Under the law, employers have a ‘duty to inquire’ if they suspect that a mental health issue may be impacting performance. Taking automatic disciplinary action without stopping to question the situation first and if it may be related to disability (including mental health and addiction, all fall under protected human rights grounds) may have serious consequences. If an employer terminates a poorly performing employee who was later found to be suffering from a mental health issue, that employer could be on the hook for significant human rights damages depending on the circumstances. 

But the conversation about mental health doesn’t need to be all doom and gloom. There are solutions available that can promote a positive and healthy work environment, and can address small issues before they become chronic problems in your workplace.


woman holding a magnifying glass

First: Open your eyes

Recognize the signs of burnout in your employees, and learn to catch the warning signs before burnout becomes chronic and habitual. Encourage your employees setting boundaries, especially in precarious WFH setups that offer little physical separation between a makeshift home office and a larger home life. Remember, not every employee will have the physical space to work in a separate room from where they cook/eat/relax/sleep. 

Make sure that your expectations of working hours are clear, and encourage employees to walk away and recharge during those non-working hours. If you do start to notice unhealthy habits or patterns in your employees’ work hours or work spaces, make sure that you speak with them to figure out a solution. Addressing the problem early can help avoid serious negative impacts on mental health and productivity.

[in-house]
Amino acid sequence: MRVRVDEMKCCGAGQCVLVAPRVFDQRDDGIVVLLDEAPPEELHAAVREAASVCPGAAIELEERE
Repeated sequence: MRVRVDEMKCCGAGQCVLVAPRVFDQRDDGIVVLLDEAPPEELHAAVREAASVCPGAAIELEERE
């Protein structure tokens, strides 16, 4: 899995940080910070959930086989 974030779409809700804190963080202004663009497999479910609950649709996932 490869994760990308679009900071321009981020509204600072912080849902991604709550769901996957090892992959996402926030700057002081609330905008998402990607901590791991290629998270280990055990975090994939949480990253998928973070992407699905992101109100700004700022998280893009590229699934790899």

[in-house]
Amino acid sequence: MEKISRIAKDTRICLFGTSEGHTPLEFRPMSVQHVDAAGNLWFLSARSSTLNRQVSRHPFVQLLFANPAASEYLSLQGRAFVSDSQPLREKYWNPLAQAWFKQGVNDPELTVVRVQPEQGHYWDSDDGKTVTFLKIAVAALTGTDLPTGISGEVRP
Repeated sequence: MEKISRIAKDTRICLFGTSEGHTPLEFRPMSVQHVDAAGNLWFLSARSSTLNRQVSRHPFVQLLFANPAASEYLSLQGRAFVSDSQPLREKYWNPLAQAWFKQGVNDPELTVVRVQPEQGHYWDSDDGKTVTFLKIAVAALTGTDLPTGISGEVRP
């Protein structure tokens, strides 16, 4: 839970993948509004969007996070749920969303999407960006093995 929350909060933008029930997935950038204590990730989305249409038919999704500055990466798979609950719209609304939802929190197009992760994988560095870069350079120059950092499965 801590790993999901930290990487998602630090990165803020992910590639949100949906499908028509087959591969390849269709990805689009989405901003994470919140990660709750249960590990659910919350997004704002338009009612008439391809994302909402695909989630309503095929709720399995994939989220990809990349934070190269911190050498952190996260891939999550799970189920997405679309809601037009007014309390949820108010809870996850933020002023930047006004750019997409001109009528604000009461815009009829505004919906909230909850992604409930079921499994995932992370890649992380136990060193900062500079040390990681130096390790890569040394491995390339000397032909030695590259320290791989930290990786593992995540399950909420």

crop faceless woman showing small gift box on palms

Second: Give a little bit

Remember that just because we are over a year into the pandemic, your employees’ home lives and personal needs may have changed over the last 15 months. Babies have been born and children have grown up who now have different care needs than they did last March, as have relatives who may be ill, or other personal circumstances that have arisen. While you can largely expect your employees to stay working during working hours, remember that employees are simultaneously juggling complex home needs throughout their work day. A bit of compassion and creative flexibility will likely encourage them to remain productive, and avoid employees burning out from unrealistic expectations. 

Have honest conversations with your employees, not just a cursory ‘are you okay,’ but ask them what you can do to improve their mental health. Take a look at your employee benefits package, and consider revising to make sure that it incorporates their suggestions. Increased days off or flex time, sponsored gym memberships, and benefits for counselling can all be helpful. Even a low-cost solution such as sponsored memberships to mental health apps such as Calm or Headspace can be helpful. 

black man explaining problem to female psychologist

Third: Promote good mental health

Make no mistake, this goes a step beyond simply opening up the dialogue. While you may not be a mental health professional, there are plenty of low-cost or no-cost resources available where you can direct all employees, so that they have the right tools when in need. Check in with employees regularly, and be genuine when you do. Ask them if they need more support to manage or balance their workload; the question alone may offer them a sense of relief knowing that they are supported.